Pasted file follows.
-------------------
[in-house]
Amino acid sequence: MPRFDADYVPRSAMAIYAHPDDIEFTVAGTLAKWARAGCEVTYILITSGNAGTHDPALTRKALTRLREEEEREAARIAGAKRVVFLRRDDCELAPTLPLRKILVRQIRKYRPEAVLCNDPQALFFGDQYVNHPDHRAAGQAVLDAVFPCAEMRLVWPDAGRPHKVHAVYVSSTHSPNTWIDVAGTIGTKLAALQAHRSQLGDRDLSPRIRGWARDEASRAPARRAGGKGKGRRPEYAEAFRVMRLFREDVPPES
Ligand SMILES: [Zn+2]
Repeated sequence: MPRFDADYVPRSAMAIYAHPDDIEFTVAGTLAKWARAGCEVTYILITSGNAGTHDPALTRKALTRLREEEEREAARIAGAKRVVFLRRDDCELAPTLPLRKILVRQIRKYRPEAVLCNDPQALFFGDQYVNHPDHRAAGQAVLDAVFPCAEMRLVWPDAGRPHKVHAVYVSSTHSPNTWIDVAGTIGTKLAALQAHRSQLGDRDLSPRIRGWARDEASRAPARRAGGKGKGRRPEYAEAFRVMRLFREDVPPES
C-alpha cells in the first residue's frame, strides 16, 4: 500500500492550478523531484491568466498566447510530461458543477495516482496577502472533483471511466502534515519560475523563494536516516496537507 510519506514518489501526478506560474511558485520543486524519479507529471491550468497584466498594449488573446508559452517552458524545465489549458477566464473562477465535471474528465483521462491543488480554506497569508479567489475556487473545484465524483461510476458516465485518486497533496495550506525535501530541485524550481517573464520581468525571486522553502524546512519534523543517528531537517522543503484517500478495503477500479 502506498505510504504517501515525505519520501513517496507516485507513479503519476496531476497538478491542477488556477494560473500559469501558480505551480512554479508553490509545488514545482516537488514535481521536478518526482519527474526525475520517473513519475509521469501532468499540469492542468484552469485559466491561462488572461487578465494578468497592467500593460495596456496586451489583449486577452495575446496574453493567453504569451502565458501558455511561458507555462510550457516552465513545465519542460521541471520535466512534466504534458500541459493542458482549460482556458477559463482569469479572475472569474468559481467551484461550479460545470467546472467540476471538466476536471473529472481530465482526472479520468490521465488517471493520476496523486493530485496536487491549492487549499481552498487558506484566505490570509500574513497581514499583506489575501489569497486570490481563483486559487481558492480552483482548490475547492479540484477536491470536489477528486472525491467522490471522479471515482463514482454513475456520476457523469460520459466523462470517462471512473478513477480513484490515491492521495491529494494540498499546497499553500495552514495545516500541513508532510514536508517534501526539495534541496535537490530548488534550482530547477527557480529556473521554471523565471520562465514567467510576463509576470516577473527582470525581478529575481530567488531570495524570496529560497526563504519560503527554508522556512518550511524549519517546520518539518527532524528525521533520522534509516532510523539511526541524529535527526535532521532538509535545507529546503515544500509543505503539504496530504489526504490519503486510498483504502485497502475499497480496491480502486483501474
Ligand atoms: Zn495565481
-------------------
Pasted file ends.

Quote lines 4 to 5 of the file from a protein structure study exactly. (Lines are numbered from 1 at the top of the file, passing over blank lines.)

Repeated sequence: MPRFDADYVPRSAMAIYAHPDDIEFTVAGTLAKWARAGCEVTYILITSGNAGTHDPALTRKALTRLREEEEREAARIAGAKRVVFLRRDDCELAPTLPLRKILVRQIRKYRPEAVLCNDPQALFFGDQYVNHPDHRAAGQAVLDAVFPCAEMRLVWPDAGRPHKVHAVYVSSTHSPNTWIDVAGTIGTKLAALQAHRSQLGDRDLSPRIRGWARDEASRAPARRAGGKGKGRRPEYAEAFRVMRLFREDVPPES
C-alpha cells in the first residue's frame, strides 16, 4: 500500500492550478523531484491568466498566447510530461458543477495516482496577502472533483471511466502534515519560475523563494536516516496537507 510519506514518489501526478506560474511558485520543486524519479507529471491550468497584466498594449488573446508559452517552458524545465489549458477566464473562477465535471474528465483521462491543488480554506497569508479567489475556487473545484465524483461510476458516465485518486497533496495550506525535501530541485524550481517573464520581468525571486522553502524546512519534523543517528531537517522543503484517500478495503477500479 502506498505510504504517501515525505519520501513517496507516485507513479503519476496531476497538478491542477488556477494560473500559469501558480505551480512554479508553490509545488514545482516537488514535481521536478518526482519527474526525475520517473513519475509521469501532468499540469492542468484552469485559466491561462488572461487578465494578468497592467500593460495596456496586451489583449486577452495575446496574453493567453504569451502565458501558455511561458507555462510550457516552465513545465519542460521541471520535466512534466504534458500541459493542458482549460482556458477559463482569469479572475472569474468559481467551484461550479460545470467546472467540476471538466476536471473529472481530465482526472479520468490521465488517471493520476496523486493530485496536487491549492487549499481552498487558506484566505490570509500574513497581514499583506489575501489569497486570490481563483486559487481558492480552483482548490475547492479540484477536491470536489477528486472525491467522490471522479471515482463514482454513475456520476457523469460520459466523462470517462471512473478513477480513484490515491492521495491529494494540498499546497499553500495552514495545516500541513508532510514536508517534501526539495534541496535537490530548488534550482530547477527557480529556473521554471523565471520562465514567467510576463509576470516577473527582470525581478529575481530567488531570495524570496529560497526563504519560503527554508522556512518550511524549519517546520518539518527532524528525521533520522534509516532510523539511526541524529535527526535532521532538509535545507529546503515544500509543505503539504496530504489526504490519503486510498483504502485497502475499497480496491480502486483501474